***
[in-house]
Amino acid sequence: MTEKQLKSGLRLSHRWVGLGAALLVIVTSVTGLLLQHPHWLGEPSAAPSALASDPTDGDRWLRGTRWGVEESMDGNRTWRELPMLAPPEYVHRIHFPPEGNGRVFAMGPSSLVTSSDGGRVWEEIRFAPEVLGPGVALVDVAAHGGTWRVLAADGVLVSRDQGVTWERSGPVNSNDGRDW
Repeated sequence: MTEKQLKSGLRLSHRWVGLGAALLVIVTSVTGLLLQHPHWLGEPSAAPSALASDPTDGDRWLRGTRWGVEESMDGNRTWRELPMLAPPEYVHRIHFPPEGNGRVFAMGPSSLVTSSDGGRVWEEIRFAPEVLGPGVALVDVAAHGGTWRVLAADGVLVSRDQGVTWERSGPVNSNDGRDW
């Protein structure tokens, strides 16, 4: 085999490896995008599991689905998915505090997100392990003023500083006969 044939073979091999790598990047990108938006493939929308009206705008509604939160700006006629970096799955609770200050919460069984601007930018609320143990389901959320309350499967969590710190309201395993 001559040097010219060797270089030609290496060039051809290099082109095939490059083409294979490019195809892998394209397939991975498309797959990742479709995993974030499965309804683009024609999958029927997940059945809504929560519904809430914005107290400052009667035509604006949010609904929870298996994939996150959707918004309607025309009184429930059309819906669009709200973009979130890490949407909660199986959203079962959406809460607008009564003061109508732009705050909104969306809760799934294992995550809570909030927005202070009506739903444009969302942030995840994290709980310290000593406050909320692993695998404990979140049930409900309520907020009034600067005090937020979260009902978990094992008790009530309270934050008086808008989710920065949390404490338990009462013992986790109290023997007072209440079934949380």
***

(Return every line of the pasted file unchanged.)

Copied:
[in-house]
Amino acid sequence: MTEKQLKSGLRLSHRWVGLGAALLVIVTSVTGLLLQHPHWLGEPSAAPSALASDPTDGDRWLRGTRWGVEESMDGNRTWRELPMLAPPEYVHRIHFPPEGNGRVFAMGPSSLVTSSDGGRVWEEIRFAPEVLGPGVALVDVAAHGGTWRVLAADGVLVSRDQGVTWERSGPVNSNDGRDW
Repeated sequence: MTEKQLKSGLRLSHRWVGLGAALLVIVTSVTGLLLQHPHWLGEPSAAPSALASDPTDGDRWLRGTRWGVEESMDGNRTWRELPMLAPPEYVHRIHFPPEGNGRVFAMGPSSLVTSSDGGRVWEEIRFAPEVLGPGVALVDVAAHGGTWRVLAADGVLVSRDQGVTWERSGPVNSNDGRDW
């Protein structure tokens, strides 16, 4: 085999490896995008599991689905998915505090997100392990003023500083006969 044939073979091999790598990047990108938006493939929308009206705008509604939160700006006629970096799955609770200050919460069984601007930018609320143990389901959320309350499967969590710190309201395993 001559040097010219060797270089030609290496060039051809290099082109095939490059083409294979490019195809892998394209397939991975498309797959990742479709995993974030499965309804683009024609999958029927997940059945809504929560519904809430914005107290400052009667035509604006949010609904929870298996994939996150959707918004309607025309009184429930059309819906669009709200973009979130890490949407909660199986959203079962959406809460607008009564003061109508732009705050909104969306809760799934294992995550809570909030927005202070009506739903444009969302942030995840994290709980310290000593406050909320692993695998404990979140049930409900309520907020009034600067005090937020979260009902978990094992008790009530309270934050008086808008989710920065949390404490338990009462013992986790109290023997007072209440079934949380």